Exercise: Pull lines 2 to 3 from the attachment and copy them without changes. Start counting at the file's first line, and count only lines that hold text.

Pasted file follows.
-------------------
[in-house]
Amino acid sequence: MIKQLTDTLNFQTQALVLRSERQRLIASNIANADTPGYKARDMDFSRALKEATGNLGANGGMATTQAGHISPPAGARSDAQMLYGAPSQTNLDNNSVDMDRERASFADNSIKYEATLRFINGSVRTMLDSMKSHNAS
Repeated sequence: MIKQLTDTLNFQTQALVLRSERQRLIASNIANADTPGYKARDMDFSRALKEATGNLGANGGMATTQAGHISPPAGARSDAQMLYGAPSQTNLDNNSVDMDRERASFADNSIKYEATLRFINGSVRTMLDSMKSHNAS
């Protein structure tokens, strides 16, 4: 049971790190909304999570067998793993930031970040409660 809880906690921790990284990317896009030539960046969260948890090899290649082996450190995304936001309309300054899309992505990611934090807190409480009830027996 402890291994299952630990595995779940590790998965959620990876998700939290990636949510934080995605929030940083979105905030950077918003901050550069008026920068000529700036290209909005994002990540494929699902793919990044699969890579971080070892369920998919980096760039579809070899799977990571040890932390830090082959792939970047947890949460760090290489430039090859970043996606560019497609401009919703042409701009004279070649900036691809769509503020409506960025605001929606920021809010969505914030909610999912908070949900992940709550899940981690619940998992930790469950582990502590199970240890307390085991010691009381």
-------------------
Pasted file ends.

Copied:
Amino acid sequence: MIKQLTDTLNFQTQALVLRSERQRLIASNIANADTPGYKARDMDFSRALKEATGNLGANGGMATTQAGHISPPAGARSDAQMLYGAPSQTNLDNNSVDMDRERASFADNSIKYEATLRFINGSVRTMLDSMKSHNAS
Repeated sequence: MIKQLTDTLNFQTQALVLRSERQRLIASNIANADTPGYKARDMDFSRALKEATGNLGANGGMATTQAGHISPPAGARSDAQMLYGAPSQTNLDNNSVDMDRERASFADNSIKYEATLRFINGSVRTMLDSMKSHNAS